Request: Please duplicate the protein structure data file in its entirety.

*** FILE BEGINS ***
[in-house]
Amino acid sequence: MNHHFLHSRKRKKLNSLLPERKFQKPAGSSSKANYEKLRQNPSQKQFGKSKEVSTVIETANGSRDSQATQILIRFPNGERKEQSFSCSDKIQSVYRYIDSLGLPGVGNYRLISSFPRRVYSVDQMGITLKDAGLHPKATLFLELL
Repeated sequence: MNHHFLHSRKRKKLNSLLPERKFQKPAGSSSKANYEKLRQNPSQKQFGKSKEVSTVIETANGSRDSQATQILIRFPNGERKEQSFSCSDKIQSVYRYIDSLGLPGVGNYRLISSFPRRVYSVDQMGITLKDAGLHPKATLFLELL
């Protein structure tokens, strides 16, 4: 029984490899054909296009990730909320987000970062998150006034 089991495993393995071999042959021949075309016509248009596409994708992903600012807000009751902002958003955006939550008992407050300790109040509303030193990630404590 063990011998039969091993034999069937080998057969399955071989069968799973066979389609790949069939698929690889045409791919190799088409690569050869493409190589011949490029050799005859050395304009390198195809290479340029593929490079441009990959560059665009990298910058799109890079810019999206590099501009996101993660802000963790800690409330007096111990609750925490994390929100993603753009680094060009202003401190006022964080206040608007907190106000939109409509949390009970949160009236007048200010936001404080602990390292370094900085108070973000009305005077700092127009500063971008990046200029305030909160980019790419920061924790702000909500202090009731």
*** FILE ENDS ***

[in-house]
Amino acid sequence: MNHHFLHSRKRKKLNSLLPERKFQKPAGSSSKANYEKLRQNPSQKQFGKSKEVSTVIETANGSRDSQATQILIRFPNGERKEQSFSCSDKIQSVYRYIDSLGLPGVGNYRLISSFPRRVYSVDQMGITLKDAGLHPKATLFLELL
Repeated sequence: MNHHFLHSRKRKKLNSLLPERKFQKPAGSSSKANYEKLRQNPSQKQFGKSKEVSTVIETANGSRDSQATQILIRFPNGERKEQSFSCSDKIQSVYRYIDSLGLPGVGNYRLISSFPRRVYSVDQMGITLKDAGLHPKATLFLELL
């Protein structure tokens, strides 16, 4: 029984490899054909296009990730909320987000970062998150006034 089991495993393995071999042959021949075309016509248009596409994708992903600012807000009751902002958003955006939550008992407050300790109040509303030193990630404590 063990011998039969091993034999069937080998057969399955071989069968799973066979389609790949069939698929690889045409791919190799088409690569050869493409190589011949490029050799005859050395304009390198195809290479340029593929490079441009990959560059665009990298910058799109890079810019999206590099501009996101993660802000963790800690409330007096111990609750925490994390929100993603753009680094060009202003401190006022964080206040608007907190106000939109409509949390009970949160009236007048200010936001404080602990390292370094900085108070973000009305005077700092127009500063971008990046200029305030909160980019790419920061924790702000909500202090009731």